The jobs report released by the Labor Department on Friday was pretty much more of the same. Job growth was strong, the unemployment rate fell, and wage growth was nowhere to be seen.
In fact, average hourly earnings fell in January by 5 cents per hour, while wages have only risen 1.7% over the past year. That’s barely above the inflation rate, meaning that workers aren’t seeing their incomes, on average, rise in real terms. With job growth in 2014 stronger in absolute terms than in any year since 1999, and with the unemployment rate at 5.6%, it’s clear that a lack of jobs isn’t the problem so much as a lack of good-paying jobs.
We know this because wages haven’t been growing, but also because the labor force participation rate, or the percentage of working age folks who are in the labor force, remains so low. If the jobs we were adding were high-quality and high-paying, it would surely encourage some of the people who have recently left the labor force to return.
Some of the decline in the labor force participation rate is due to the aging of the workforce, but it is also due to the lack of attractive jobs, as the orange line shows that people ages 25 to 54 are leaving the labor force, too.
Rising wages are a key to better economic performance because they indicate an improvement in the average American’s financial status. If more people are making more money, there’s much more cash to spend, and more opportunities for entrepreneurs to find markets for their products and hire additional workers.
Luckily, we have a few reasons to not to be too glum about the news that average hourly earnings fell in December. First, there’s reason to believe that the Labor Department’s methodology is giving us a skewed picture. According to Neil Dutta of Renaissance Macro Research, worker wage averages may be falling because high-paid baby boomers are retiring, all while the typical prime-age worker is seeing improved growth in pay. Second, Dutta points out that average earnings as reported in the Employment Situation Report doesn’t include incentive pay like bonuses, and that omission could cloud our view of the situation.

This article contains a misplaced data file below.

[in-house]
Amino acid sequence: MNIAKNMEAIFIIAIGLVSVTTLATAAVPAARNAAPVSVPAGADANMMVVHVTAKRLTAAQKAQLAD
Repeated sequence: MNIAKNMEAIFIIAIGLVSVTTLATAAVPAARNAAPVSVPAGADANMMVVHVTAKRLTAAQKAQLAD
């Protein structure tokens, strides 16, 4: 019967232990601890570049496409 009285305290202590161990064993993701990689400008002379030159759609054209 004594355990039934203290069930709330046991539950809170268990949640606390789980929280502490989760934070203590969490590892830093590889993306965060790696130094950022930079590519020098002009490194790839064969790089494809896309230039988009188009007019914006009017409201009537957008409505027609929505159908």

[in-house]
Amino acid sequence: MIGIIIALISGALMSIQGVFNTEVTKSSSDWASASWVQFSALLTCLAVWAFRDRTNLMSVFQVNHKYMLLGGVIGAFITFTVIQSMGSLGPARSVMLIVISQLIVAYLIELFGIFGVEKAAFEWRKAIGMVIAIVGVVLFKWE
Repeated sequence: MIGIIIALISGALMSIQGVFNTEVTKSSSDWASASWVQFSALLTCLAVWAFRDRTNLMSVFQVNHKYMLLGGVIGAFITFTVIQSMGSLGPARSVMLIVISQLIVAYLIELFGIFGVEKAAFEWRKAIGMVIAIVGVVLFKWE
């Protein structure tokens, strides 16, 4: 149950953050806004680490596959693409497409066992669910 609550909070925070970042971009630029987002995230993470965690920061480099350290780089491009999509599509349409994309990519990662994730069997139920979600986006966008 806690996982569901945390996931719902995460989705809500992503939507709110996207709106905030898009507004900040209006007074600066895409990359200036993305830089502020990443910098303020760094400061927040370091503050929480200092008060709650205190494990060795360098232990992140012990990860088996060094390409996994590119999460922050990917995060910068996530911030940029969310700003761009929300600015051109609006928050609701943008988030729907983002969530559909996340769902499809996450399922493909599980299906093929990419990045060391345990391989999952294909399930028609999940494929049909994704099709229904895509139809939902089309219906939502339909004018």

Finally, the big economic story of the day—falling oil prices—may take some of the sting out of stagnant wages. Here’s a chart of real wage growth over the past 30 years:
As you can see, median worker pay hasn’t gone up much over the past three decades, but we have still seen periods of wage growth during that time. Economists often point to the late 1990s as a Goldilocks period, where inflation and unemployment were low but wage growth was high. Between 1994 and 1999, typical worker income increased roughly $1,200 per year. Meanwhile, economists estimate that the recent decline in oil prices will save the average consumer about $750 per year. Economists don’t expect oil prices to continue to decline at the rate that they have fallen so far this year. So that $750 is more like a one-time raise rather than the half-decade of wage growth we saw in the 1990s.
But this comparison shows that the savings drivers are experiencing from cheaper gas is significant. And if the labor market continues to tighten, economists expect that real wage growth will follow at some point this year. In other words, cheap gas might be a kickstart to the broad-based recovery that we’ve been waiting for.